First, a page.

For a one-woman play about mid-menopausal schizophrenia, Donna Orbits the Moon seemed pretty spot on. The play touched on family, friends, bake sales and feelings of insanity. I'm no forty-something year old, but based on the reaction of the audience members of that age and their slightly amused husbands, I'd say it was relatable on more than a few levels.
Kathryn Atwood plays Donna, a caring wife and mother of two kids who is going through a tough few months, and the audience doesn't get to know exactly why until towards the last few minutes of the show. She's dealing with pesky acquaintances clamoring for her Goose Berry Pie recipe, slapping the hand of a stranger who is grabbing for the same bag of flour, a car ride gone haywire, and on top of all the ensuing mayhem, she's got a voice in her head claiming to be Buzz Aldrin, the second man on the moon, telling her she "[has] to come up, before [she] goes down."
The content of the play itself was amusing, although it could have had a better delivery. The hour-and-a-half long monologue seemed dated, like it was supposed to be set in the mid fifties or so, but also commented on subjects that have happened in more recent years, which threw off the whole "homemaker/mom/i-got-married-to-my-husband-right-out-of-high-school" vibe she was giving out. Her thick Minnesotan accent was pretty hilarious, though, chattering on and on about her mis-adventures and family members. The audience on opening night was very gracious with their booming laughter, which was later replaced by a sinking feeling when we learn the true source of Donna's hysteric antics.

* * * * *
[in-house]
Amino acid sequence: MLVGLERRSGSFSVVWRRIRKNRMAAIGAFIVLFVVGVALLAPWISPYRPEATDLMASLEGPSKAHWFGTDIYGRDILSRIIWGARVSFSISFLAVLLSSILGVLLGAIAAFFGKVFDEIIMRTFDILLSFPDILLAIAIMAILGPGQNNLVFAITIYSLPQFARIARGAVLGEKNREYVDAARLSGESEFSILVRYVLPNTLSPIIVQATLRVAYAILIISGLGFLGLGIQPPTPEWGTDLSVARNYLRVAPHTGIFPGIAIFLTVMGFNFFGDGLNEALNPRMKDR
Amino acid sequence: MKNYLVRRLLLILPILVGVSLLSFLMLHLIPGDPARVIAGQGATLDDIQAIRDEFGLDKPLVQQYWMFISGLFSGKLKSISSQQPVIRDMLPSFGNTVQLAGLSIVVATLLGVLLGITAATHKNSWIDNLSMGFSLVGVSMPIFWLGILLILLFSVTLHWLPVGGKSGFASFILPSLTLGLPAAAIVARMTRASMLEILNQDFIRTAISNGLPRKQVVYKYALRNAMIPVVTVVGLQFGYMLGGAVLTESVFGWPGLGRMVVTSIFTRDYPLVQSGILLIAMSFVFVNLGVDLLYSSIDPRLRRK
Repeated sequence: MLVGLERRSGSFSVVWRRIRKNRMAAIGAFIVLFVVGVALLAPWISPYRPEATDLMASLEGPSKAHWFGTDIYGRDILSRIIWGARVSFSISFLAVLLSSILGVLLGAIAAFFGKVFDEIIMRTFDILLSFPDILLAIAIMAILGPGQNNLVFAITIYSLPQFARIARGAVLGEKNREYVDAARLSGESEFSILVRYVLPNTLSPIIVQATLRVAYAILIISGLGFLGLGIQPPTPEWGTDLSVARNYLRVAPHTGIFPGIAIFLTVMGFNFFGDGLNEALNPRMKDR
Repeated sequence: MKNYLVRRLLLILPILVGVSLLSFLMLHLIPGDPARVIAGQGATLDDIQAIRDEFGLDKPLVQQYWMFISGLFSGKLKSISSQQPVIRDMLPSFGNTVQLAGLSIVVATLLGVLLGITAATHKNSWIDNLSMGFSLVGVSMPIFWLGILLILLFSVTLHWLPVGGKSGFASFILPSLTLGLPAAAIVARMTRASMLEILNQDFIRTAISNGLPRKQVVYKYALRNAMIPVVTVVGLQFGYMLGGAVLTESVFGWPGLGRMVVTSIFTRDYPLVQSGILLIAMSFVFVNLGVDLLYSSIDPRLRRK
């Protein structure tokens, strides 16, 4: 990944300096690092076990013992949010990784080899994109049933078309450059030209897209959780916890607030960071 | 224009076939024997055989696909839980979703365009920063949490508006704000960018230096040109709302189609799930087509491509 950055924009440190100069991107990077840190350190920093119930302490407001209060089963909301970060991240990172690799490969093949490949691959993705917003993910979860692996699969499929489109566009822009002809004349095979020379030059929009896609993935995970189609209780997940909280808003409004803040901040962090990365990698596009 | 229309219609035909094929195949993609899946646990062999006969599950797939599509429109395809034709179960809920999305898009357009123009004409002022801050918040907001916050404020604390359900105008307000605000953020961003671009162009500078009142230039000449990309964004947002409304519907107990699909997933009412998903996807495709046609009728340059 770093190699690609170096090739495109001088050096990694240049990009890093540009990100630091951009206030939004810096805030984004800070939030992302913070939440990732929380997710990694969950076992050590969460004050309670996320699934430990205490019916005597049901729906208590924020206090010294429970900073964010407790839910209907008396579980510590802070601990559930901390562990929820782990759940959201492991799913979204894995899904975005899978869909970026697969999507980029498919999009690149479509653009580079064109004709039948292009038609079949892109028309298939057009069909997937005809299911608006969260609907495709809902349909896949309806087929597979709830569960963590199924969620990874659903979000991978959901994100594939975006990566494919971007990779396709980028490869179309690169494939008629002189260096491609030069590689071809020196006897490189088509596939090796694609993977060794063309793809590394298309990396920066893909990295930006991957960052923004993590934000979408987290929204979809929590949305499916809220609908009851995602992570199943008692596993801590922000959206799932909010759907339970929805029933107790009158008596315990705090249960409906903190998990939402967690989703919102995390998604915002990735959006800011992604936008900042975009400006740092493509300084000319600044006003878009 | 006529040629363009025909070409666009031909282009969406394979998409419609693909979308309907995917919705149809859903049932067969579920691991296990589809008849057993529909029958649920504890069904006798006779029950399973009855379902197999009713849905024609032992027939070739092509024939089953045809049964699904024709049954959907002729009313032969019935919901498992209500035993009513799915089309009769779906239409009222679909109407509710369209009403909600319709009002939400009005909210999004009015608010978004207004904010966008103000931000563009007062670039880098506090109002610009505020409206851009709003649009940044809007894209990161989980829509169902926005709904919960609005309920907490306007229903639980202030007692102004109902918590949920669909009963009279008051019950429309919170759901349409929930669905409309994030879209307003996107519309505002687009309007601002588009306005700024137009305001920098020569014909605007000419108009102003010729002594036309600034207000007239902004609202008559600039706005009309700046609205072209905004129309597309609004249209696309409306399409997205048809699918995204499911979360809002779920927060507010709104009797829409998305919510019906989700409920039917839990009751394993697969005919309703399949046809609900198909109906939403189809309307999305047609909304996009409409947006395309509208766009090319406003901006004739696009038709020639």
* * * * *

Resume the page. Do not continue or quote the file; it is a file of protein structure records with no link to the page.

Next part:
Donna Orbits The Moon was easy to identify with—not so much slapping stranger's hands or yelling at a vacuum cleaner—but audience members seemed to relate to things like finding out your daughter's new sexual preference or being embarrassed about a friend who isn't quite the sharpest tool in the shed.
Donna Orbits The Moon ended abruptly after the climax, which gave the audience little time to absorb what was going on in her life. The abrupt ending was almost better than dragging on for too long about how she felt about it.
Kathryn Atwood did a great portrayal of her character, tearing up at times, like she really might go home and yell at her own vacuum, as she did in the play. Playwright, Ian August, started writing in January, finished in February, and the play was on stage ready to be heard by the masses by September. Unfortunately at times the speedy process seemed less like efficient work and more like some corners had been cut. The set wasn't much to scream at, just a tilted couch as if to exemplify her insanity, with some pillows and another chair. The dialogue got choppy at some points, but everything was brought back together with the small voice of Buzz Aldrin chattering in the back of Donna's head.
Overall, this was a great way for Utah Contemporary Theater to start off their "Free Night of Theater" initiative. Donna Orbits the Moon was well received by fans of theater and critics alike.